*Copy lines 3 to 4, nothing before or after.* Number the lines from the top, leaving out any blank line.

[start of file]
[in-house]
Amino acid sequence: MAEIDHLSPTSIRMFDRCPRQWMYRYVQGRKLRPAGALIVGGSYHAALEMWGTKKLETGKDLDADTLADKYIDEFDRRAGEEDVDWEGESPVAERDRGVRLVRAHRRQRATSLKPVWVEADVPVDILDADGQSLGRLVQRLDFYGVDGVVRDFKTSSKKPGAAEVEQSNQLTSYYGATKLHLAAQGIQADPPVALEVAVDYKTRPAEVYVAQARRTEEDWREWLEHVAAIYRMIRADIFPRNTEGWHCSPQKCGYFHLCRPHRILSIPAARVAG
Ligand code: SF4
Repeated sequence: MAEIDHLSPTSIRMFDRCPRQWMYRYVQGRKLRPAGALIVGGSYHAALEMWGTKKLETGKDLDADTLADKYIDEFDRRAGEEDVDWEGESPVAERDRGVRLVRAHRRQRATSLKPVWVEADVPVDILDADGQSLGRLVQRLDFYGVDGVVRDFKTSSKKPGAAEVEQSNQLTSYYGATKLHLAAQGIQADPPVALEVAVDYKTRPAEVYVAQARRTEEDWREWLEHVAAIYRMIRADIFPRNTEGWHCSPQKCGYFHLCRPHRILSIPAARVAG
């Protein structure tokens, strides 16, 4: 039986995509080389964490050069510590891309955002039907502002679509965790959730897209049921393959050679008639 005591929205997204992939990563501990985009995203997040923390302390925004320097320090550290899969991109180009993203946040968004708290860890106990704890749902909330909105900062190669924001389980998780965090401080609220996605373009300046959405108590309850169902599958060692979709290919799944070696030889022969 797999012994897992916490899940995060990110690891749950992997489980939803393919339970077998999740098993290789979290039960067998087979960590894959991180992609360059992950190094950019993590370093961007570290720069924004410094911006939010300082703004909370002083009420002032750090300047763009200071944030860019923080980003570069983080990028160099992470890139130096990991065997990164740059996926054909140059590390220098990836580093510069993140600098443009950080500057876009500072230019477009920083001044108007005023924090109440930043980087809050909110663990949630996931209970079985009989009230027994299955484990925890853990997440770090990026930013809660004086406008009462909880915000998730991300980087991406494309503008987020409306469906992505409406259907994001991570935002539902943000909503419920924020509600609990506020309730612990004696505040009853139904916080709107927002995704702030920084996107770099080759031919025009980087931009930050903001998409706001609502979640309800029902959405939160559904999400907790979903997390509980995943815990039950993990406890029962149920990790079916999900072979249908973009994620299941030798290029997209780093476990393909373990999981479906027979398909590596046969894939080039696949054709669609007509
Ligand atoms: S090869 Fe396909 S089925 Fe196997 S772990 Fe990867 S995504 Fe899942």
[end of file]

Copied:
Ligand code: SF4
Repeated sequence: MAEIDHLSPTSIRMFDRCPRQWMYRYVQGRKLRPAGALIVGGSYHAALEMWGTKKLETGKDLDADTLADKYIDEFDRRAGEEDVDWEGESPVAERDRGVRLVRAHRRQRATSLKPVWVEADVPVDILDADGQSLGRLVQRLDFYGVDGVVRDFKTSSKKPGAAEVEQSNQLTSYYGATKLHLAAQGIQADPPVALEVAVDYKTRPAEVYVAQARRTEEDWREWLEHVAAIYRMIRADIFPRNTEGWHCSPQKCGYFHLCRPHRILSIPAARVAG